This Engineer Created a Real-Life Version of Farmville


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This Engineer Created a Real-Life Version of Farmville

“You press a few buttons, pour in some seeds, and the Farmbot will do everything else."

Did you have a Tamagotchi when you were a kid? The Japanese solution to having and accidentally killing a real pet animal was to stick a pixelated one on a plastic key ring, so that you could find out just how inept you were at caring for anything before you attempted it in real life.

Or perhaps you were a child of the Farmville generation, waking up in the middle of the night to harvest potatoes, while watching your virtual neighbor's duck wander across your land. Maybe the experience made you think you could never grow any real life crops successfully.


READ MORE: Future of Food on MUNCHIES

Well, think again. California-based social entrepreneur Rory Aronson has developed technology that allows even the most neglectful Tamagotchi owners and intermittent waterers to plant and harvest real-life crops.

"Growing food is manual labor that requires specialized knowledge, tools, a lot of time, and a lot of diligence," he tells me over Skype from San Luis Obispo, CA. "When you're busy, it all gets neglected and everything dies. So you end up at the grocery store. That was my experience, anyway."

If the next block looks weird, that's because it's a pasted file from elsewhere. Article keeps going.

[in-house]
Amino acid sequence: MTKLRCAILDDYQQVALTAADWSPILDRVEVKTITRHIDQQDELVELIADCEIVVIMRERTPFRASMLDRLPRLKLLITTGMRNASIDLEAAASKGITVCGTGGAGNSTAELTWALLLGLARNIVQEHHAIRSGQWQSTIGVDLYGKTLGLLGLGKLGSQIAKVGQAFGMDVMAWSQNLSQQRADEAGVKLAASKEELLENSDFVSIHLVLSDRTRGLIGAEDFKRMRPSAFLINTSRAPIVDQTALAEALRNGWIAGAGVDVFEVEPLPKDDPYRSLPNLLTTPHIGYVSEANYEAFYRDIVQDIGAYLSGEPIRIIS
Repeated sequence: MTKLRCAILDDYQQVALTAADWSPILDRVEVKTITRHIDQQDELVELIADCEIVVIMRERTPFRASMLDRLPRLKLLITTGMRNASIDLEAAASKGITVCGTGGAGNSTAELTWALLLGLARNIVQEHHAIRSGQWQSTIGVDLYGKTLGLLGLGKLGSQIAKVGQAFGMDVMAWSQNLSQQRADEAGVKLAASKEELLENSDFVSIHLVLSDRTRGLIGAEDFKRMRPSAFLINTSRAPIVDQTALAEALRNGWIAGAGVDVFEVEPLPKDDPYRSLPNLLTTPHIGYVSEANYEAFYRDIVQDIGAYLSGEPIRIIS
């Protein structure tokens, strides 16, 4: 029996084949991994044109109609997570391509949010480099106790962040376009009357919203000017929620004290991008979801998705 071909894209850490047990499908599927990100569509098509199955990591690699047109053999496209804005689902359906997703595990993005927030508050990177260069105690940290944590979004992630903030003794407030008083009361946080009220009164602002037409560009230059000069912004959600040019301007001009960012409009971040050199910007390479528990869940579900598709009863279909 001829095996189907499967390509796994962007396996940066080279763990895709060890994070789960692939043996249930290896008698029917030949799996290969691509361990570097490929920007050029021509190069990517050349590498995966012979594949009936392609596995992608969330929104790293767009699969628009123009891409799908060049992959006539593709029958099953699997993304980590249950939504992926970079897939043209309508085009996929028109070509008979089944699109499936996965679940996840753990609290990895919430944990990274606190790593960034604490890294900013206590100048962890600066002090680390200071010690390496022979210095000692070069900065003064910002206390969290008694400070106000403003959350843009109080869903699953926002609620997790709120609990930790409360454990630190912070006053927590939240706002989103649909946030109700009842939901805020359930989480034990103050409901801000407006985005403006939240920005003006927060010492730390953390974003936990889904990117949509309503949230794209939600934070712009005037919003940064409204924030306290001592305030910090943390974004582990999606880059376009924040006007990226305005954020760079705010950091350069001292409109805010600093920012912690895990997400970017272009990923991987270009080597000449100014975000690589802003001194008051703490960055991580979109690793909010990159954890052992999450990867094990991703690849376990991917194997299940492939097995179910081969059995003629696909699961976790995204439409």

Winter vegetables grown using Farmbot.

It was this that inspired Aronson to create a bot that could take part of hard part of farming for you. He took an outside course in organic agriculture during his time as a mechanical engineering student three years ago, and set about to combine agriculture with technology.

"A local farmer showed us his tractor, which used a camera to look at the soil, detect the plants, and remove the weeds," he says. "I was like, 'Wow, that's amazing,' and went to the hardware to see if I could find something similar for someone like me, a wannabe small-scale producer. There was nothing more sophisticated than a shovel."

So, instead of resigning himself to wilted tomatoes or a back-breaking commitment to digging, Aronson set about designing a bot that would use the camera technology of the farmer's tractor to plant seeds, water and feed them, weed around them, and send an alert when the crop is ready for harvest.


"I open-sourced the idea," he says. "I published a 50-page document that described the hardware, software, and data we'd need and how it would all interact, and said, 'This is my idea. It's called Farmbot. Who wants to help me build it?'"

The idea went viral, people contacted Aronson, and he crowdsourced a small team who have worked together over the last three years to bring Farmbot into being. The first version, Farmbot Genesis, is ready to go and people will be able to use it from February next year.


While Aronson's team build the basic version of Farmbot, he emphasizes that all the information is out there for people to customize the technology themselves.

"It's designed for soil-based growing, but we anticipate that people will modify it for hydroponics or aquaponics," he says. "At the moment, it can only plant seeds, so you can't plant potato spuds or bulbs for onions with it, and the gantry isn't high enough to go over the top of crops like sunflowers or corn. While the first kit has limitations, the concept doesn't, so there's no reason why you shouldn't build a Farmbot that's taller and wider and optimize for corn or potatoes."